Gareth Harris, chief contributing editor of The Art Newspaper will be talking with art historian Lisa Tickner about her book on IG Live tomorrow – Friday 10th July at 2pm BST/9am EDT Instagram Live. See @theartnewspaper.official for further info.
Jorge Lewinski’s photograph of Pauline Boty has been chosen by the latest issue of The Herald Magazine with a brief biography of her to illustrate their book review of London’s New Scene: Art and Culture in the 1960s [see News item, 12 May].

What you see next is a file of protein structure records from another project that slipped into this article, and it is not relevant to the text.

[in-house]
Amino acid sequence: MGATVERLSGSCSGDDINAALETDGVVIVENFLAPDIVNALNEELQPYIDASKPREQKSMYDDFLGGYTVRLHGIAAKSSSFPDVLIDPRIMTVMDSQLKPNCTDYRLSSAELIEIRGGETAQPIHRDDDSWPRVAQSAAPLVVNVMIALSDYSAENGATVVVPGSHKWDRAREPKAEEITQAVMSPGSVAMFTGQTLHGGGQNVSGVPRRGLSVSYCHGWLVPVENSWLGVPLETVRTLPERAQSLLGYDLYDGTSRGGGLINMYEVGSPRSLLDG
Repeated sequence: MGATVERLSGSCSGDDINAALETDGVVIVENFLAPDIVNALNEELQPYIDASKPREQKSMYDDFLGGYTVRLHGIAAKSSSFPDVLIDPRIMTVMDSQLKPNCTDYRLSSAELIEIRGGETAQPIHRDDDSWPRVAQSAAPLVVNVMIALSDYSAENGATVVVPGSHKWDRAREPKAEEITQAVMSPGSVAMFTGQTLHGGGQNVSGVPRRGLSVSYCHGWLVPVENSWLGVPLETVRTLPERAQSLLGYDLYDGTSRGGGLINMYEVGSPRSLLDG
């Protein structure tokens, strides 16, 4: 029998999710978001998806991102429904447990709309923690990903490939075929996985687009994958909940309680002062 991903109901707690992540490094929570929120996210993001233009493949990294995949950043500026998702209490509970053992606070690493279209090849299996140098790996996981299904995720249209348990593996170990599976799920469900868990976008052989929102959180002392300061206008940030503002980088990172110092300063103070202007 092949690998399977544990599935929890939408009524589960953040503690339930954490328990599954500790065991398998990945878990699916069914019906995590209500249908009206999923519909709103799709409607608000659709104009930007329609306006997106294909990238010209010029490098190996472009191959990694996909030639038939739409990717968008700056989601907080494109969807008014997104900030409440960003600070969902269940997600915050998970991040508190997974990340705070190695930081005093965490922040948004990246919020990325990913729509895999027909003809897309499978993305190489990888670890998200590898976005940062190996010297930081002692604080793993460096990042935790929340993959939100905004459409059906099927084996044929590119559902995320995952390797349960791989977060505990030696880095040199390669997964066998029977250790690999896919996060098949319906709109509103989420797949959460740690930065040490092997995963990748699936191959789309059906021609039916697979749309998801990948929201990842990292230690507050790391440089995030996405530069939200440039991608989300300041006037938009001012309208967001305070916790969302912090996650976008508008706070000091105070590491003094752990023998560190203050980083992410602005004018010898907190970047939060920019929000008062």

The review notes “Pauline Boty is one of the great what-ifs of the 1960s. What might she have gone on to do if she hadn’t died of cancer in 1966, aged just 28? She packed plenty into her short life as it was. Actor, broadcaster, proto-feminist, regular dancer on Ready Steady Go and, of course, the only British pop artist to be a woman. Boty’s good looks and whirlwind energy marked her out as a very 1960s creature (she may have been the inspiration for Julie Christie’s character in the film version of Billy Liar). The truth is she also suffered from bouts of depression and had to deal with the casual sexism of the age. Her lasting legacy is the vibrancy and the immediacy of her art. Boty is just one of the artists whose work features in Lisa Tickner’s comprehensive survey of the burgeoning art scene in London 60 years ago, taking in everyone from Gilbert & George to David Hockney.”